All that said, it would be really nice to go to an adoption event and not be surrounded by Christians who can't help but preach about their religion at every turn. It's not very helpful when you are trying to learn about the psychological development issues prominent in kids with Fetal Alcohol Syndrome.
One of the first jobs I had as an adult was working in a bookstore. Books are the love of my life and although retail sucks all, being around books at least made it worth it. Of course, as is common in bookstores, there is a different kind of employee that works at them. Many of my co-workers were in college or had degrees. Most were just working in something they love until they got the job they really wanted. It wasn't uncommon to have bosses with an MFA or working on a PhD. It made for an intellectually stimulating environment. This was a bit of a problem though, because at that age I was still thoroughly indoctrinated into Christianity and my analytical skills were almost nonexistent. It meant that when a co-worker complained about religion, I couldn't separate my own personal feelings from the situation and always felt like I was being attacked. I used to tell people that I was the only Christian working there, which was ridiculous because I worked with people who held a wide variety of beliefs. It wasn't all in my head though.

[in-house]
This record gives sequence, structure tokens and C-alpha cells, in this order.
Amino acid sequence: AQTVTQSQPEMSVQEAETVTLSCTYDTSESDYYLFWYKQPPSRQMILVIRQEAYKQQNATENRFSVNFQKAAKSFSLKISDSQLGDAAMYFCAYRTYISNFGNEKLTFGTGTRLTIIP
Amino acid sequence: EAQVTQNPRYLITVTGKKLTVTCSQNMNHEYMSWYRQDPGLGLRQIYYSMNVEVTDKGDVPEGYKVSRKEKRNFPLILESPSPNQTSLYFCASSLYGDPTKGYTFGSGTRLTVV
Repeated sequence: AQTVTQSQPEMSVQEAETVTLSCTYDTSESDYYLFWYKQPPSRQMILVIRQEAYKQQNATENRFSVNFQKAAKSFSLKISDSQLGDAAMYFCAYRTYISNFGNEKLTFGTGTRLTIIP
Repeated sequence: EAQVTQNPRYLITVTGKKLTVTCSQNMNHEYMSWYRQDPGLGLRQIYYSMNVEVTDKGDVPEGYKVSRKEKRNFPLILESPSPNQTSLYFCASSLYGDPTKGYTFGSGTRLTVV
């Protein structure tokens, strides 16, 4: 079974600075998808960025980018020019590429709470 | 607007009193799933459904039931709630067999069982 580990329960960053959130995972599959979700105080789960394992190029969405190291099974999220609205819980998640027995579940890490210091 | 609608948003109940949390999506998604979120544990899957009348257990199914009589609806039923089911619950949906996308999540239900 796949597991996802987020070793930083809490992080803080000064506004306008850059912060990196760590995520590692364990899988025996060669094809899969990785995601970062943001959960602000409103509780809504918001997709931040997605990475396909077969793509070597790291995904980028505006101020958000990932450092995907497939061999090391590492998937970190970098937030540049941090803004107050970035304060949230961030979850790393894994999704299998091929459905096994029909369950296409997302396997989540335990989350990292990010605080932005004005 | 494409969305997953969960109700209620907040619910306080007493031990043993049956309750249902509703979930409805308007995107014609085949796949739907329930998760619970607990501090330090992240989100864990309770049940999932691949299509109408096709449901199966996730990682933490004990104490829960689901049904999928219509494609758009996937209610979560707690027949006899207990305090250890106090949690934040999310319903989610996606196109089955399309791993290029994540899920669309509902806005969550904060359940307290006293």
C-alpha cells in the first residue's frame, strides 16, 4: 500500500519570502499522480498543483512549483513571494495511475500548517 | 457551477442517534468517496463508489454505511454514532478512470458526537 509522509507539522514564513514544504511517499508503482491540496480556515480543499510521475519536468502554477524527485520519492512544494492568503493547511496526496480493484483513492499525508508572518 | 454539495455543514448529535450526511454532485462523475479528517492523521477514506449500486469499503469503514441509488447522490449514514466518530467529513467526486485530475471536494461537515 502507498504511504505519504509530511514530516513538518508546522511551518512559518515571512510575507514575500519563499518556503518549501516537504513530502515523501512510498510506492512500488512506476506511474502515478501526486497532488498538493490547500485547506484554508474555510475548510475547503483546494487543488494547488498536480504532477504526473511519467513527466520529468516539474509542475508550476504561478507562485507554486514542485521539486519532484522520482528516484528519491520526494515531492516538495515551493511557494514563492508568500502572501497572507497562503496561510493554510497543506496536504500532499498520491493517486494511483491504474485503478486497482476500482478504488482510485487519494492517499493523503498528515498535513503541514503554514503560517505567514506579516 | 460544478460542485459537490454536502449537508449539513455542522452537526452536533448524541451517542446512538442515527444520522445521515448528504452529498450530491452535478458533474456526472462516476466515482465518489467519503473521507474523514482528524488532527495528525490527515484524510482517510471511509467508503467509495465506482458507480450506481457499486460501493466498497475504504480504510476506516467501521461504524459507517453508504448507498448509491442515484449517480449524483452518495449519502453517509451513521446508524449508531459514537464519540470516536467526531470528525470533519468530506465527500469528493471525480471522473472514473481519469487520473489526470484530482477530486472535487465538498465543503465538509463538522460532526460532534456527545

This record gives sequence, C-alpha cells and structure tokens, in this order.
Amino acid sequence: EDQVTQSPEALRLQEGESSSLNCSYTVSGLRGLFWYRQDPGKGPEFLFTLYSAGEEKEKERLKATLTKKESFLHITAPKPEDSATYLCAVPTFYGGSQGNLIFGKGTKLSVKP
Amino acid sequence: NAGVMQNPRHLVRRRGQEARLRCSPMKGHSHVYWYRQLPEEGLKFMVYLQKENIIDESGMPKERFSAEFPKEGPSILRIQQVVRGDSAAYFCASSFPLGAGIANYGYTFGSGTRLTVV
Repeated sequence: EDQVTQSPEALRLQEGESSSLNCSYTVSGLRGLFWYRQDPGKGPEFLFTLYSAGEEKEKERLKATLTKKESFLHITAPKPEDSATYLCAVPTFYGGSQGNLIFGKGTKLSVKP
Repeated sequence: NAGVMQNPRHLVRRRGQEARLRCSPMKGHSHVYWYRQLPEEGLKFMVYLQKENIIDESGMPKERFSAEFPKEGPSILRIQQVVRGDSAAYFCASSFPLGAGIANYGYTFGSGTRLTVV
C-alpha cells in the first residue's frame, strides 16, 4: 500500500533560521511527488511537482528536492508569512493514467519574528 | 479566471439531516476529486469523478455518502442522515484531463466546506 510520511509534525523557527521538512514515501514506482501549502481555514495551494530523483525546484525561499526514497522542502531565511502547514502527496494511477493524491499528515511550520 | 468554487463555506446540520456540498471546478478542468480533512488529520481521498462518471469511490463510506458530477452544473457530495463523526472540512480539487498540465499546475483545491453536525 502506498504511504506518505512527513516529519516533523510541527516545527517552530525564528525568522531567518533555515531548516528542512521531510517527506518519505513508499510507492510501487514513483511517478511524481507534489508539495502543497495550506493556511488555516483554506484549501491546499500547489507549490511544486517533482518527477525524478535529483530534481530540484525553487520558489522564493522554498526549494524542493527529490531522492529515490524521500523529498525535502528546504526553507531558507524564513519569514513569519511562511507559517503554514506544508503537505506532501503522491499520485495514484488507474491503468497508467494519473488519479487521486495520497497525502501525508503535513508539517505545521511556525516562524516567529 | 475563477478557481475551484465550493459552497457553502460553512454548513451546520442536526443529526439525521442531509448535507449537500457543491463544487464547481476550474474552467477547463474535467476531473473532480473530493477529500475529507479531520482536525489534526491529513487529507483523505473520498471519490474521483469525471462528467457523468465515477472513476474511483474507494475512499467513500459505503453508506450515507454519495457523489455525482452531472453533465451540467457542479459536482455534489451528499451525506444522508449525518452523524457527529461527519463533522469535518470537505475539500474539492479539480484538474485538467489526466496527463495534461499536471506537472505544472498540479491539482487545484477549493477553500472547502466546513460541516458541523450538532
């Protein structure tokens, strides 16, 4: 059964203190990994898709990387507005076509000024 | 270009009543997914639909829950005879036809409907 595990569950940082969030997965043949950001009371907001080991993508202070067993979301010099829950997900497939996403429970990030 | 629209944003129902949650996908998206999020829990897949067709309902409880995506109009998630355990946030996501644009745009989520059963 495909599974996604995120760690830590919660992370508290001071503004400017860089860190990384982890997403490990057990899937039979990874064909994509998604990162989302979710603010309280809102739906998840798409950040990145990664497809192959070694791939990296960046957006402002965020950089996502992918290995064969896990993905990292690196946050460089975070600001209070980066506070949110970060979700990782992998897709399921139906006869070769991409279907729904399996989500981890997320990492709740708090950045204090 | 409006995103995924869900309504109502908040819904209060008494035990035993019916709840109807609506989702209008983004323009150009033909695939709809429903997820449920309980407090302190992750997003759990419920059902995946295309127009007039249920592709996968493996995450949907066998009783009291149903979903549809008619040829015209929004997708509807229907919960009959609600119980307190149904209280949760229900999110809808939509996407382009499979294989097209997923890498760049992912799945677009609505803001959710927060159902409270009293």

One thing my co-workers did that did made my workplace feel uncomfortable at times was the assumption that I thought and believed like they did. They would sit around the break room table trash talking a particular group of people and just assumed that everyone at that table was in agreement with them. As if working in a bookstore somehow made all our values, morals, politics, and religion in sync. It was infuriating. This has always seemed strange to me, because when I meet new people I never assume they would agree with me on anything. That is something that we discover if a friendship begins to form. I also don't take silence as agreement either. Just because someone is not challenging you on a particular idea does not mean they agree with you. In fact, my experience has been that it is just the opposite. Silence usually signals disapproval. I'll come back to this point shortly. For example: At the time I was fairly homophobic. I believed firmly that homosexuality was a sin, curable, and those who engaged in it were too sinful to even understand the concept of love. My co-workers would sit around discussing something like marriage rights and although I remained quite for fear of confrontation, under no circumstances did I agree with them. Secretly, I would pray for them and wonder how they could be so blind to "the truth".